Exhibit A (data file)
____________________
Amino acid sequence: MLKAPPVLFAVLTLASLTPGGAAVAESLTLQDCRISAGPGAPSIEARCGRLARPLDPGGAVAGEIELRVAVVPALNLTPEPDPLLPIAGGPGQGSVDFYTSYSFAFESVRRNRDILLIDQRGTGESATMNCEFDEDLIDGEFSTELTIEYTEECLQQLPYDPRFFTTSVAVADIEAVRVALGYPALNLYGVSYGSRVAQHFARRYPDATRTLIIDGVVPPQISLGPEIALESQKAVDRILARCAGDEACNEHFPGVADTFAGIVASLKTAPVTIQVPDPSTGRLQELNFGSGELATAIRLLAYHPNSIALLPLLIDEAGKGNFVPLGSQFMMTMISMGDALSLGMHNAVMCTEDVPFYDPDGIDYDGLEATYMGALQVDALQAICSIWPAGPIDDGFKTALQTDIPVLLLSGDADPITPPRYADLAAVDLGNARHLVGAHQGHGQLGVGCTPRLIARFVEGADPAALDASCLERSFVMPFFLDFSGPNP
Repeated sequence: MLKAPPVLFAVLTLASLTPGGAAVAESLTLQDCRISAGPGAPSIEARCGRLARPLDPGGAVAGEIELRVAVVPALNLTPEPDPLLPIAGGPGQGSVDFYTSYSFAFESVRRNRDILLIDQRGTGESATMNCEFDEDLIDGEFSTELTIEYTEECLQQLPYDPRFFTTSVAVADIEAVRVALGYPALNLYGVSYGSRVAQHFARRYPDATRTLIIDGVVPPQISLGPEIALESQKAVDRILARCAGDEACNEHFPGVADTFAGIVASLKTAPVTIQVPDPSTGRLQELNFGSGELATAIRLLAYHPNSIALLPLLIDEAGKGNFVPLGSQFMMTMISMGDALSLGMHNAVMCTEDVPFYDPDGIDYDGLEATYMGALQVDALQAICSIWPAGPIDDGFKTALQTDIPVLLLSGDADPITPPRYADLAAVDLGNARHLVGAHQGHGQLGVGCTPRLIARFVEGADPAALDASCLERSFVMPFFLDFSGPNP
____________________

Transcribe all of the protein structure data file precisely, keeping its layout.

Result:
Amino acid sequence: MLKAPPVLFAVLTLASLTPGGAAVAESLTLQDCRISAGPGAPSIEARCGRLARPLDPGGAVAGEIELRVAVVPALNLTPEPDPLLPIAGGPGQGSVDFYTSYSFAFESVRRNRDILLIDQRGTGESATMNCEFDEDLIDGEFSTELTIEYTEECLQQLPYDPRFFTTSVAVADIEAVRVALGYPALNLYGVSYGSRVAQHFARRYPDATRTLIIDGVVPPQISLGPEIALESQKAVDRILARCAGDEACNEHFPGVADTFAGIVASLKTAPVTIQVPDPSTGRLQELNFGSGELATAIRLLAYHPNSIALLPLLIDEAGKGNFVPLGSQFMMTMISMGDALSLGMHNAVMCTEDVPFYDPDGIDYDGLEATYMGALQVDALQAICSIWPAGPIDDGFKTALQTDIPVLLLSGDADPITPPRYADLAAVDLGNARHLVGAHQGHGQLGVGCTPRLIARFVEGADPAALDASCLERSFVMPFFLDFSGPNP
Repeated sequence: MLKAPPVLFAVLTLASLTPGGAAVAESLTLQDCRISAGPGAPSIEARCGRLARPLDPGGAVAGEIELRVAVVPALNLTPEPDPLLPIAGGPGQGSVDFYTSYSFAFESVRRNRDILLIDQRGTGESATMNCEFDEDLIDGEFSTELTIEYTEECLQQLPYDPRFFTTSVAVADIEAVRVALGYPALNLYGVSYGSRVAQHFARRYPDATRTLIIDGVVPPQISLGPEIALESQKAVDRILARCAGDEACNEHFPGVADTFAGIVASLKTAPVTIQVPDPSTGRLQELNFGSGELATAIRLLAYHPNSIALLPLLIDEAGKGNFVPLGSQFMMTMISMGDALSLGMHNAVMCTEDVPFYDPDGIDYDGLEATYMGALQVDALQAICSIWPAGPIDDGFKTALQTDIPVLLLSGDADPITPPRYADLAAVDLGNARHLVGAHQGHGQLGVGCTPRLIARFVEGADPAALDASCLERSFVMPFFLDFSGPNP